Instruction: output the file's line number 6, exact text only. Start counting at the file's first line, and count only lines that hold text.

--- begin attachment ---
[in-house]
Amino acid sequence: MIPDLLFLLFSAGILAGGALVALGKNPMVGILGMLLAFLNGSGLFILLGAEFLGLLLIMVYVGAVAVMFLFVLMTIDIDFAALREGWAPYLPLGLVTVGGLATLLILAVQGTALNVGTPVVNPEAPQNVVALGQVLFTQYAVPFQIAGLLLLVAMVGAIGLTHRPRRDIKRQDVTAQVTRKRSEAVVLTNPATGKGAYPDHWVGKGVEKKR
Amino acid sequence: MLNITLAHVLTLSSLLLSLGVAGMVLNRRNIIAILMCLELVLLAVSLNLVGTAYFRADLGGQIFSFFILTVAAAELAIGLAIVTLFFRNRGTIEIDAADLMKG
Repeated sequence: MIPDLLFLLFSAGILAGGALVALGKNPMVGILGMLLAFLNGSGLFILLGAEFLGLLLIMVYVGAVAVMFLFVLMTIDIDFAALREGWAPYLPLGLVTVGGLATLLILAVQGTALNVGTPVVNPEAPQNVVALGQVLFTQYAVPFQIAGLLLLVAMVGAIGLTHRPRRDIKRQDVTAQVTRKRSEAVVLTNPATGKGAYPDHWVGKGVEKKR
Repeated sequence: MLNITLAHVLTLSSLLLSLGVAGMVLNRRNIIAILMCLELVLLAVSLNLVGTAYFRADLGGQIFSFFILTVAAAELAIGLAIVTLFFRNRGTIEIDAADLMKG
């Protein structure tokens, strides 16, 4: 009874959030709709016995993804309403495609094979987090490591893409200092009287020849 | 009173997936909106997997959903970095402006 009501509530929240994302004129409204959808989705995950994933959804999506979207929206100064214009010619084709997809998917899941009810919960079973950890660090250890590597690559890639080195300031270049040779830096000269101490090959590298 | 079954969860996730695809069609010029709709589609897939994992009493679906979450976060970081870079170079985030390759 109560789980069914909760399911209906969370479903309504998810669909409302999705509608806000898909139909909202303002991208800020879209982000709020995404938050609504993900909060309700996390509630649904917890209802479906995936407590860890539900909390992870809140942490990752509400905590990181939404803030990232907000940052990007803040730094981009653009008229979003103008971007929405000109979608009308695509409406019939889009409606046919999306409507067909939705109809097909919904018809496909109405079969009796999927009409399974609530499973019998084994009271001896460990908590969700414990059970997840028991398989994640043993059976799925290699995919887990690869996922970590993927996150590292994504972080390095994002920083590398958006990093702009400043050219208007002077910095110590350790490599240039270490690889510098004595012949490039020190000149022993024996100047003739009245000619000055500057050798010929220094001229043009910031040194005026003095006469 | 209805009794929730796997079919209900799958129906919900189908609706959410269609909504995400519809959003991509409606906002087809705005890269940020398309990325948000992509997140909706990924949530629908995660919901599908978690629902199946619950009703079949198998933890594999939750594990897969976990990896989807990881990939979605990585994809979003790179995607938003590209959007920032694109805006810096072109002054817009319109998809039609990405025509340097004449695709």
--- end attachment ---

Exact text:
């Protein structure tokens, strides 16, 4: 009874959030709709016995993804309403495609094979987090490591893409200092009287020849 | 009173997936909106997997959903970095402006 009501509530929240994302004129409204959808989705995950994933959804999506979207929206100064214009010619084709997809998917899941009810919960079973950890660090250890590597690559890639080195300031270049040779830096000269101490090959590298 | 079954969860996730695809069609010029709709589609897939994992009493679906979450976060970081870079170079985030390759 109560789980069914909760399911209906969370479903309504998810669909409302999705509608806000898909139909909202303002991208800020879209982000709020995404938050609504993900909060309700996390509630649904917890209802479906995936407590860890539900909390992870809140942490990752509400905590990181939404803030990232907000940052990007803040730094981009653009008229979003103008971007929405000109979608009308695509409406019939889009409606046919999306409507067909939705109809097909919904018809496909109405079969009796999927009409399974609530499973019998084994009271001896460990908590969700414990059970997840028991398989994640043993059976799925290699995919887990690869996922970590993927996150590292994504972080390095994002920083590398958006990093702009400043050219208007002077910095110590350790490599240039270490690889510098004595012949490039020190000149022993024996100047003739009245000619000055500057050798010929220094001229043009910031040194005026003095006469 | 209805009794929730796997079919209900799958129906919900189908609706959410269609909504995400519809959003991509409606906002087809705005890269940020398309990325948000992509997140909706990924949530629908995660919901599908978690629902199946619950009703079949198998933890594999939750594990897969976990990896989807990881990939979605990585994809979003790179995607938003590209959007920032694109805006810096072109002054817009319109998809039609990405025509340097004449695709």